Friends, Forests and Frogs – Costa Rica!

Friends, Forests and Frogs – Costa Rica!
Puerto Viejo, Costa Rica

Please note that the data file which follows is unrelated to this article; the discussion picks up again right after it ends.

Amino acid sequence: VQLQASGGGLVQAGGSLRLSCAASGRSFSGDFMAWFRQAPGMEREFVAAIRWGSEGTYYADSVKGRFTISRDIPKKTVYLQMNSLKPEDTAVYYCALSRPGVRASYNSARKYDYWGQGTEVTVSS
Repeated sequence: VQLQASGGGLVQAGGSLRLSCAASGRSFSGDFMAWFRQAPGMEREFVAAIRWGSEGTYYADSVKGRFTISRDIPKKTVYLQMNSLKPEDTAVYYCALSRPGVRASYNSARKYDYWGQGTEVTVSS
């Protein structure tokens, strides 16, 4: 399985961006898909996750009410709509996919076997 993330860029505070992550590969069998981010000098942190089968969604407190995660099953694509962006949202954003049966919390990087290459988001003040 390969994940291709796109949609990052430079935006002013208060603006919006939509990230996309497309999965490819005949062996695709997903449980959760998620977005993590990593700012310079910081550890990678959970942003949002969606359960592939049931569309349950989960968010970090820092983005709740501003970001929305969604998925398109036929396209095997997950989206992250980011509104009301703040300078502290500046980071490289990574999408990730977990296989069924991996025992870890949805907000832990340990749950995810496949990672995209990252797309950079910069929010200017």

Puerto Viejo, Costa Rica To our delight, we spoke with our new Norwegian friends, Anders and Henriette on our last night in San Juan and discovered they too were headed to Tamarindo. Unfortunately, the Tica bus was full so they would just meet us there. Crossing into Costa Rica was the most difficult so far. We read in our guidebook that you must provide proof of a ticket out of Costa Rica when entering but that rule is ‘rarely ever enforced’. At the border, we ran into Anders and Henriette who looked a little troubled. They told us how they had been turned away because they didn’t have an outbound ticket and were forced to go by a completely useless bus ticket from San Jose to Panama City. Joseph and I have a flight booked from Panama to Brazil but no ticket out of Costa Rica. The immigration line was huge so we decided to just chance it and rely on our powers of persuasion. We also had a twenty to slip the guy. Sure enough, the immigration officer asked us for our outbound ticket, we smiled and showed our Panama ticket (on my iPhone). He was on the verge of saying go buy a ticket when he noticed our Australian passports. Joseph and I both have the new passports in which each page is dedicated to some piece of Australiana, mostly animals. The immigration officer was fascinated, points at a dingo and says “Bingo”. Thanks to that little mammal, he forgot all about entrance requirements, stamped our passports and we strolled into Costa Rica with our $20 still in hand. We said bye to the Norwegians as our Tica bus was leaving and would meet them in Tamarindo. The Tica bus took us as far as Liberia and from there the intention was to catch a two hour bus to Tamarindo. While waiting for the bus, the universe once again brought the Norwegians and us together. Anders and Henriette were in a cab on their way so we were happy to share. Joseph and I share fiscal irresponsibility with the Norwegians so we never once felt guilty about our private transport. I was instantly impressed with Tamarindo. The beach is wide and long and the waves gentle enough to learn to surf. I have been labelled a beach snob on this trip. Being from the Gold Coast, I expect beaches to have pristine white sand and beautiful water. I guess I have been spoilt, but that said, although Tamarindo didn’t have white sand, it was very nice. Our pre booked accommodation left a little to be desired so we quickly changed to Villa Amarillo. For $50 a night we had a beachfront room with air conditioning, hot water and a little fridge to keep our beer cold. Anders and Henriette took the last room, a pricey $60 complete with an ocean view. During the day, Joseph and Anders would rent surfboards and Henriette and I, sun lounges. Joseph quickly became a competent surfer so I decided I should give it a crack. I paddled out, caught the first wave and managed to stand up. It must have been beginners luck though as I couldn’t stand up after that for a while. Surfing is an exhausting sport too, lots of paddling, getting dumped and hauling your body onto the board. We both had a lot of fun. To celebrate our day of surfing the four of us went out for dinner. Joseph ordered a beef burrito which would, at about 11:30pm that evening, break our streak of neither of us falling ill. I don’t need to go into too many details suffice to say it did a number on poor old Joseph. The aftermath of the dodgy burrito saw us staying close to the hotel for a day, I was there for moral support, before we were back out on the waves. We spent four nights in Tamarindo before heading up the mountains to Monteverde. Monteverde is famed for its cloud forests. I had no idea what a cloud forest was, but I soon discovered it’s a rainforest, high enough in altitude to be cloaked in clouds. The four of us caught the shuttle up the very windy, dusty road to the small town of Santa Elena. Our accommodation was basic at Cabinas Eddy but was actually one of the best places we have stayed. Freddy, the hotel manager was the kindest, most accommodating host we’ve ever had, ever. He happy explained everything on offer and went out of his way to make sure we were taken care of. He even offered to go and buy our bus tickets while we were off exploring. On our first night, we were a little tired so all we could manage was a trip to the frog sanctuary, the Frogarium. It was a little disappointing as all the frogs were trapped in little aquariums. However, we did see some very cool and some very poisonous froggies. The blue poison dart frog is actually very small and I imagine very easy to stand on so I made a mental note to wear shoes in the forest. Anders and Henriette, after their attempts to talk me into it, went zip lining and bungee jumping. Joseph and I opted for a hike through the cloud forest and a visit to the hummingbird sanctuary. I have a feeling in ten more years, Joseph and I will be those somewhat strange, bird watching people. Our little hike was actually kind of fun. The Monteverde reserve is a massive national park 10,500 hectares in size and even our short walk through a small section of it took three hours. The forest is very dense but the paths are clearly marked so we decided once again to pass on getting a guide. Towards the end our little feet were having flash backs to the hike up San Pedro Volcano, so we gave them a rest at the hummingbird sanctuary. Being from Australia, I have not had a lot of exposure to hummingbirds, my first sighting was in Roatan. They are super fast and are the only species of bird that can fly backwards. After trying in vain to get a good photo we had had enough and headed back down to the hotel. But the day wasn’t quite over. Freddy, our host with the most, had told us about a very large ficus tree that could be climbed in a forest nearby. We met up with the Norwegians and attempted to find it. And find it we did. The tree was about thirty meters tall and the trunk was hollow allowing you to climb all the way up it. While we were in the forest that looked like it could house Ewoks, a little family of white faced monkeys showed up. They were swinging through the trees with the greatest of ease putting on a little show for us. Even a little wombat type creature strolled past letting us know the forest was FULL of animals. One of the best sunsets over the Nicoya peninsular greeted us on the walk back into town. It was a nice ending to our stay in Monteverde. I am not sure if the song with the lyrics ‘Do you know the way to San Jose’ is actually about San Jose Costa Rica, but it’s a good question. San Jose in addition to being the capital of Costa Rica is almost completely devoid of street signs. It is a clean city and seemed relatively safe compared to other Central American capitals. We decided to stay here for two nights in an ex presidents mansion. The house actually was home to the president who abolished the Costa Rican army and allowed women to vote, so he was one of the good guys. He also had a swim up bar. San Jose was also where Jose and I had a little travel meltdown. Packing up and moving accommodation was definitely starting to take its toll so we used the San Jose stop to do as little as possible. It was a good place to do it too as there is very little to do in the first place. Laundry was a highlight and my new sunglasses purchase. We also revised our Caribbean coast itinerary to just include one Costa Rican stop, Puerto Viejo. It was, sadly, also where we would have to say goodbye to our new friends, Anders and Henriette. They were heading directly to Panama to get on a sailboat that would take them to the San Blas Islands and onto Columbia. If I had my time again, I would absolutely grow some balls and do this trip to Columbia. I feel that Anders, Henriette, Joseph and I really bonded in Costa Rica, it was so nice to meet like minded travellers to share a part of our journey with. We look forward to seeing them again in Norway in August. Wiping the tears from our eyes and with the feeling that we had forgotten two Norwegians, Joseph and I headed to Puerto Viejo. The bu s trip down from Puerto Limon to our destination filled me with beachy excitement. The jungle grows right up to the very remote beaches. They whole time I had the theme from Jurassic Park playing in my head. Nah nah nah nah naaaah, nah nah nah nah naaaaah. Our pre booked accommodation, although taking a reservation, didn’t know how to HOLD a reservation. I felt a bit like Jerry Seinfeld at a car rental place, but it turned out to be a blessing in disguise. I left Joseph with the bags and went off in search of alternative accommodation. Puerto Viejo is pretty hot and muggy. By the time I had returned, I was so sweaty Joseph thought I had entered a wet T-Shirt competition instead of finding a room. That said, the hotel I found, The Lizard King, had a pool, big rooms and free breakfast for a reasonable $45 a night. Puerto Viejo is a small town on the Caribbean coast so it has that Afro-Caribbean feel to it. Similar to Caye Caulker. It also means you get offered weed by every second person. Joseph and I have started a daily counter, ‘The number of times I’ve been offered pot today’. One day the counter reached seven, Joseph and I must have that stoner look about us. In addition to declining the offers to purchase marijuana, during the days we rented bikes and explored. We road down to the nearest little town, Manzanillo. The whole ride was through a steamy jungle that hugged the beach so stopping along the way for swims was essential. Our evenings were spent sampling the different restaurants and meeting some interesting people. Costa Rica is definitely more expensive when compared with the other Central American countries. Some things are excessively priced too. Joseph and I spent $20 at Quiznos for lunch one day and the four of us spent $80 on pizza that night. San Jose is expensive. That said, a meal and a few beers down in Puerto Viejo is still a lot less that back home, but the increased prices have taken some getting used to. There are a lot of American tourists here too so I guess that has something to do with the price hike. Costa Rica has definitely been a highlight. If you only get to visit Central America for a short time, make sure this country is on the top of your list. Just be prepared for things to cost a little more. It truly is a beautifully diverse place and jam packed with wildlife. We definitely recommend Costa Rica! We bought our shuttle tickets to Panama and depart for Bocas del Toro tomorrow. It is hard to believe we have been travelling for two months. We only have one more country left to explore in Central America and less than two weeks until we meet Craig and head to Brazil. Can’t wait to see what Panama has in store for us!